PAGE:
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“The pope just died,” came the whisper. It was April 2, 2005, and I was in the midst of presenting the final talk of a seminar on the teaching of John Paul II. I shared the news with my audience. We all paused, prayed, and I somberly concluded the seminar.

Afterwards, amidst various condolences, someone wondered aloud: “Gee, waddaya gonna do now?” — as if my career as an exponent of John Paul II’s theology had just been issued the same death certificate. “This isn’t the end,” I responded emphatically. “This is just the beginning!”

As with all the great saint-theologians of history, I knew the Church would spend centuries unpacking John Paul II’s contributions. I could list a hundred ways St. John Paul II left his mark. Here are 10, in no particular order (except the first, of which I’m particularly fond).

1. Theology of the Body
It’s been called the “lone Everest among the hills” of John Paul II’s vast theological legacy. Its characterization as a teaching on married love and sexuality is not inaccurate, but to reduce it to that fails to recognize how a theology of the body offers us a lens through which to view the whole body of theology.

God comes in the flesh, the heavenly Bridegroom espousing himself to humanity, the Bride. The sexual difference and the call of the two to be “one flesh” thus offer a primordial icon of the Christian mystery itself. Hence, confusion about sexuality leads in itself to confusion about Christ and the Church.

Those willing to climb this “lone Everest” come to recognize the tragedy of the disease afflicting the modern world and discover its cure.

2. More than 480 canonizations

John Paul II canonized more saints in his 26 years as pope than all popes of the previous 1,000 years combined (482, according to the Vatican website).

What’s the message of all this saint-making? John Paul II canonized men and women, young and old, from all walks of life, and from all around the world to help us understand that saints aren’t ready-made angels who’ve fallen from heaven. In fact, they aren’t angels at all. They are human beings, just as broken as the rest of us, who encountered a Beauty that transformed them.

We, too, can encounter that Beauty and be transformed.

3. Peaceful resistance to communism
In a 2005 interview, Lech Walesa, co-founder of the Solidarity Movement in Poland, said, “For 20 years I could only find 10 people who wanted to fight [the Communist regime], from a nation of 40 million. Nobody, I repeat, nobody thought that Communism would end. Then, this incredible thing happened – a Pole became … the Pope. And within a year after his [1979] visit to Poland – in one year – it went from 10 people to a movement of 10 million.”

That movement would help bring down the Iron Curtain.

4. Inspirer of priestly vocations
They’re called “JPII priests.” And there are countless thousands of them around the world. As one who has lectured internationally in multiple seminaries, I can attest to the phenomenon.

5. The Pope of the Family

At John Paul II’s canonization, Pope Francis called him “the Pope of the Family,” a title by which John Paul himself hoped to be remembered. John Paul II wrote so extensively on marriage and family life that two-thirds of what the Church has ever officially said on the subject comes from him.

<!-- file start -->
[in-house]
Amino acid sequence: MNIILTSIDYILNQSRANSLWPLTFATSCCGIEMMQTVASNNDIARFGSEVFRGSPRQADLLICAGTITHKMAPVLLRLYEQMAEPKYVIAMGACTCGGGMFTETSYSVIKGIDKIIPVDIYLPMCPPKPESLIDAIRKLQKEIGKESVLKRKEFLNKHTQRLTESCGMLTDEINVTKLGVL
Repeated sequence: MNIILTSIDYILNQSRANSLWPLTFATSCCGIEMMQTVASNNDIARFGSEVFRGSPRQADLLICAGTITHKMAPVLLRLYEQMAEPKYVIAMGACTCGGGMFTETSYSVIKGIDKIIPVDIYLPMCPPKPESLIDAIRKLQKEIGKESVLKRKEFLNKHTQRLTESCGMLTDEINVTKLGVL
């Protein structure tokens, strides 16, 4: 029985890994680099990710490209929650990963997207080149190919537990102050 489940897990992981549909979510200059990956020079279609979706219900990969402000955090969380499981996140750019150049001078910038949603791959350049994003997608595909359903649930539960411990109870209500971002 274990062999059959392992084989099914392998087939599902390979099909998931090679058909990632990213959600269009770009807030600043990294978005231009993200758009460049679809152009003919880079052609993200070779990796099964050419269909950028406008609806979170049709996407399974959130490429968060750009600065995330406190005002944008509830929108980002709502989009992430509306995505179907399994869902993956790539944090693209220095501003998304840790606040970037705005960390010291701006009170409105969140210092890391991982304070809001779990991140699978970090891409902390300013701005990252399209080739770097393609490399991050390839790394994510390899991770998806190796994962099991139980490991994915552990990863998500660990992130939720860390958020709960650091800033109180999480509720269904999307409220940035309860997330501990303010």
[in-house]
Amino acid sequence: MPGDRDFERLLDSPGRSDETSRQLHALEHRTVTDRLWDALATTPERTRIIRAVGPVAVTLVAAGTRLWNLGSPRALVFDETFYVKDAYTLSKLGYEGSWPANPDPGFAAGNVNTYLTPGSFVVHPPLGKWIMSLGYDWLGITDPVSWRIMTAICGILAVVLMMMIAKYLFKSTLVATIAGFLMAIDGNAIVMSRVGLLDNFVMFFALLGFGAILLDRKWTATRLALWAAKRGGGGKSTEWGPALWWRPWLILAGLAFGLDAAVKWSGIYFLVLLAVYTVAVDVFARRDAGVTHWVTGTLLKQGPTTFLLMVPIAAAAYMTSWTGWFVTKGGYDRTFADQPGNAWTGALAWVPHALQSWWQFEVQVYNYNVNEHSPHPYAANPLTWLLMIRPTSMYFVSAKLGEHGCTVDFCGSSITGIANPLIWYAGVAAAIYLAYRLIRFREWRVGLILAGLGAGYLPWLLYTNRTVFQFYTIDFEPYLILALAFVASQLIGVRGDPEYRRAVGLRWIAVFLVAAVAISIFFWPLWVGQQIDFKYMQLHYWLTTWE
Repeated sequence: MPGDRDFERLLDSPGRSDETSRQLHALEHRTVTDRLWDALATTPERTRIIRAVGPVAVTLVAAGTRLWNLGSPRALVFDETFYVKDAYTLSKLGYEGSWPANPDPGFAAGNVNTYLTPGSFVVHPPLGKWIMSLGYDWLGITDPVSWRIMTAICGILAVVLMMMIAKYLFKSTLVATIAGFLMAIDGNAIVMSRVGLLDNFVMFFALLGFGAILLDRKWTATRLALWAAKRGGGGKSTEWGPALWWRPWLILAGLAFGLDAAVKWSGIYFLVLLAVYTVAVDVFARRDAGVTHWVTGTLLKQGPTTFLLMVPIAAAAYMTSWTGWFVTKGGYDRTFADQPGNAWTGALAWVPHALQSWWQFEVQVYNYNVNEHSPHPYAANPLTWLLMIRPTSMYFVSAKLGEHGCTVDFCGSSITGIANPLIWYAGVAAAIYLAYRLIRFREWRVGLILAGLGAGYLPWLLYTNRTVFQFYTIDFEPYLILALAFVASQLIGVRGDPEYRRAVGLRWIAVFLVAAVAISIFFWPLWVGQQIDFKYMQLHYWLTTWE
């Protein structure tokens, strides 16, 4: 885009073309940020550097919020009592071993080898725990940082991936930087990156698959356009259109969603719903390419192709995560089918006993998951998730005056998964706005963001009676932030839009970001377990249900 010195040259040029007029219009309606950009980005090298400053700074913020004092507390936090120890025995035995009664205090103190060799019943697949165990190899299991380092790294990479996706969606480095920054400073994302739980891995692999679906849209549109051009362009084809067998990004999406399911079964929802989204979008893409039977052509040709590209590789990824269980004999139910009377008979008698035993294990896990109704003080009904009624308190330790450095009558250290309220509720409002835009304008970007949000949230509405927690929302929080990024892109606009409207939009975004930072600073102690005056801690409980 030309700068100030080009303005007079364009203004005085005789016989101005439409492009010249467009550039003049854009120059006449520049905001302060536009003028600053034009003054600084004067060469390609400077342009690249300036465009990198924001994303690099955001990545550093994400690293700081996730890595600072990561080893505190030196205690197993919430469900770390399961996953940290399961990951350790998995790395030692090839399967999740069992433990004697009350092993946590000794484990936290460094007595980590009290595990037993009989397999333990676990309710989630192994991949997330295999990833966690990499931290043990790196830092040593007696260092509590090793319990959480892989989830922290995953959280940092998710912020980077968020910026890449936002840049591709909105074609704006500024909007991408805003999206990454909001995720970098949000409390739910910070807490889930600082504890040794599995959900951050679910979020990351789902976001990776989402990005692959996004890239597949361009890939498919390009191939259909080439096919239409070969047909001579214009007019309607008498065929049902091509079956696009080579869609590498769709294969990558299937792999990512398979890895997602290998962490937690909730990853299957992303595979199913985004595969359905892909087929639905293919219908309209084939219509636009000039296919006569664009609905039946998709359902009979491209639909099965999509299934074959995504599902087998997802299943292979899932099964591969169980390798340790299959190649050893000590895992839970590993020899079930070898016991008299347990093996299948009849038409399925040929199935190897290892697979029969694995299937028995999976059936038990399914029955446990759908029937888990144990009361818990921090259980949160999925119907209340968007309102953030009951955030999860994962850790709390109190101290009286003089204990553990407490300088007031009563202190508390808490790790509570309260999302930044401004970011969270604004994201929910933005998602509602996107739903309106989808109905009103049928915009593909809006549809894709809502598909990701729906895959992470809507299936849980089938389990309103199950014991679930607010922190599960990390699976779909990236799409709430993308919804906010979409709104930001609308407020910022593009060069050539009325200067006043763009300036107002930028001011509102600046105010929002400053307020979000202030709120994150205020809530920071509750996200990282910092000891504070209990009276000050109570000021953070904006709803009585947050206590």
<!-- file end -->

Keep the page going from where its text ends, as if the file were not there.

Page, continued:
6. Authoritative interpretation of the Second Vatican Council
The renewal of the Church hoped for as the fruit of Vatican II (1962-1965) was stymied by the ideological debates that ensued among those who interpreted the Council differently. St. John Paul II steered the bark of St. Peter through treacherous post-conciliar waters, correcting the errors of those falling off on port and starboard, to arrive at an authoritative interpretation of the most important Catholic event in centuries.

7. Catechism of the Catholic Church
One of the greatest fruits of Vatican II, according to John Paul II himself, was the Catechism of the Catholic Church.

In a world in which skepticism and cynicism ruled, and the very idea of “belief” was under attack, John Paul II took it upon himself to commission a thoroughly modern and comprehensive declaration of what the Catholic Church believes about the universe and the place of humanity within it.

8. Personalism
By focusing on subjective experience to the neglect of objective reality, modern thought divorced freedom from truth and embraced a radical subjectivism. John Paul II’s “personalism” affirms all that is good in the modern focus on the subject without sacrificing moral truths.

Through his explicit appeal to the inner-life of the person, John Paul II’s ethical approach demonstrates that the Church’s vision is not foisted upon us from “the outside,” but corresponds to our experience as people on “the inside.”

9. Totus Tuus Maria
While expressing some reservations about his “style,” John Paul II also credited St. Louis de Montfort with inspiring his deep devotion to Mary. His papal motto, “Totus Tuus” (“totally yours”), continues to inspire devotees around the world to de Montfort’s program of “total consecration” to Jesus through Mary.

10. Affirmation of the feminine genius
John Paul II’s letter On the Dignity and Vocation of Women, his Letter to Women, as well as various addresses on the “feminine genius” mark him as the pope of a new feminism.

Describing woman as “the representative and the archetype of the whole human race,” he said that “she represents the humanity which belongs to all human beings, both men and women.” It’s hard to imagine a more profound affirmation than that.

Christopher West is founder and president of The Cor Project. His global lecturing, best-selling books, courses, study programs, and media appearances have made him the world’s most recognized teacher of Saint John Paul II’s Theology of the Body. He will be leading a pilgrimage to John Paul II’s Poland in August.

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